Latino leaders felt betrayed. For them, an immigration overhaul is a top priority in light of state and local crackdowns on illegal immigrants and federal raids in workplaces across the country.

Clinton has not made such a promise, saying only that she would make her best efforts.

"Those issues are huge," said Obama supporter and state Sen. Gilbert Cedillo, D-Los Angeles, vice chairman of the California Latino Legislative Caucus....

John Trasviña, president of the Mexican American Legal Defense and Educational Fund, said:

"Clinton and (Sen. John) Edwards have said no driver's licenses for unauthorized immigrants... Sen. Obama has said you get a driver's license if you know how to drive. And that message I think will resonate in the Latino community as we get closer to California."

Political consultant James Carville, a Clinton supporter, has sent various memos to Democratic politicians urging them to avoid the issue of drivers licenses for undocumented immigrants, or oppose the concept altogether, citing polls that a majority of Americans do not favor them. Obama has bucked that counsel (and I think this is an example of what Obama meant when he spoke about the leadership qualities of former Republican President Ronald Reagan, who similarly took unpopular positions without backing down, and was popular in part for his lack of fear of what polls say).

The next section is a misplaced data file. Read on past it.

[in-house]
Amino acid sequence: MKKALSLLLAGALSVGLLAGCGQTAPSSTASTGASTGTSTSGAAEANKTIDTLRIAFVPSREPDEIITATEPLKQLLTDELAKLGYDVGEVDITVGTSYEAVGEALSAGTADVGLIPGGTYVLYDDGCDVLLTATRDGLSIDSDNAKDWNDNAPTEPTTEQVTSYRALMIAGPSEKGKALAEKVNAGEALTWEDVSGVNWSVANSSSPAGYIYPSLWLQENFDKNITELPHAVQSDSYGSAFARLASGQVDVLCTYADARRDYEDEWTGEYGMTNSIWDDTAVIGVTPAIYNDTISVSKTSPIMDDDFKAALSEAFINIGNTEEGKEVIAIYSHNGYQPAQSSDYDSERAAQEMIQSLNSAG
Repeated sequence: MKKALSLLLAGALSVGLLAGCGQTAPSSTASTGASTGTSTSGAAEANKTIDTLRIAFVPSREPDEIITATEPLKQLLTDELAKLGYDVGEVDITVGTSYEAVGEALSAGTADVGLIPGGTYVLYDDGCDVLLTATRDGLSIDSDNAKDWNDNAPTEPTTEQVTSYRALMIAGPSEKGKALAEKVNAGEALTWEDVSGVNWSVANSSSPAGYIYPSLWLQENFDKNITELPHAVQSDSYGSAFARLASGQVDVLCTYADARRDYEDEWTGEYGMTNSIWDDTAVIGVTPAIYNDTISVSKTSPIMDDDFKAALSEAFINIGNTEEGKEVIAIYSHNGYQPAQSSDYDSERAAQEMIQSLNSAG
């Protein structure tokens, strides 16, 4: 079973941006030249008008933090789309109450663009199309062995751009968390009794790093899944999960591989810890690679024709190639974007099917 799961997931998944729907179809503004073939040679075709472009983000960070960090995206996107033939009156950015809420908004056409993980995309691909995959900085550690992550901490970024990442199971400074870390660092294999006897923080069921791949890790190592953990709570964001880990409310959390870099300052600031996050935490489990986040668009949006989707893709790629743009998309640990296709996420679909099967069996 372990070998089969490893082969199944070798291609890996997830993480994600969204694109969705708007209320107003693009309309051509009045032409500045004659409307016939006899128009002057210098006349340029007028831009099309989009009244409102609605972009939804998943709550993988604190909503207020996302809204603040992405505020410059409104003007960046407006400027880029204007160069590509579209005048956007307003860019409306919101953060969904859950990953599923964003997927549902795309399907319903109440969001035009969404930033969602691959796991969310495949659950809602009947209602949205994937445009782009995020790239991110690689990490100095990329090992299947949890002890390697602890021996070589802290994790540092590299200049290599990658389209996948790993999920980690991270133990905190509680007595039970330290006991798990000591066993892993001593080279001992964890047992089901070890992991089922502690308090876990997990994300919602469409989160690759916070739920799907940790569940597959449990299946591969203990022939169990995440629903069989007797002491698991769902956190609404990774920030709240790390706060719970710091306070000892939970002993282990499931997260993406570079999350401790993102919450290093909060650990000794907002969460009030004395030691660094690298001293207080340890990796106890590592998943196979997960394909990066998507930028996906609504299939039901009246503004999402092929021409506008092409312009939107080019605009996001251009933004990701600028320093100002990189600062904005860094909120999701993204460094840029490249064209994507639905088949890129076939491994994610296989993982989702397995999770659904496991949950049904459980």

The Latino electorate is diverse. In the Mid-Atlantic states, much of the population is of Caribbean descent, particularly Puerto Rican and Dominican. In South Florida, Cuban-Americans are the largest and most politically influential ethnic group (and those voters may surprise the conventional wisdom tomorrow in the non-binding Democratic beauty contest on the ballot there). In the West (and increasingly nationwide) Mexican-Americans are on the rise as a blockbusting political force. For that largest group, immigration reform is the dominant issue (of the thousands of questions that viewers sent to Univision for the Spanish-language station's Democratic presidential debate, 70 percent were about that topic).

Kennedy is widely (and accurately) viewed among Latino voters as the champion of immigrants in Washington, and his endorsement is already provoking a second look at both Obama and Clinton. It has certainly unleashed the Hispanic-American advocacy organizations in Washington to now speak out about Clinton's true record after many months of silence.

What was thought, just two days ago, to be a demographic vote locked up for Clinton may now be in play. And with important national Hispanic-American leaders like Cecilia Muñoz now questioning Clinton's record, and the Kennedy organization highlighting Obama's leadership in the immigration reform battle as, in the words of one Kennedy associate "a politically touchy subject the other presidential candidates avoided," the competition for Latino votes is now very much on again.

This report originally appeared at The Field, where Al Giordano covers the 2008 presidential campaign.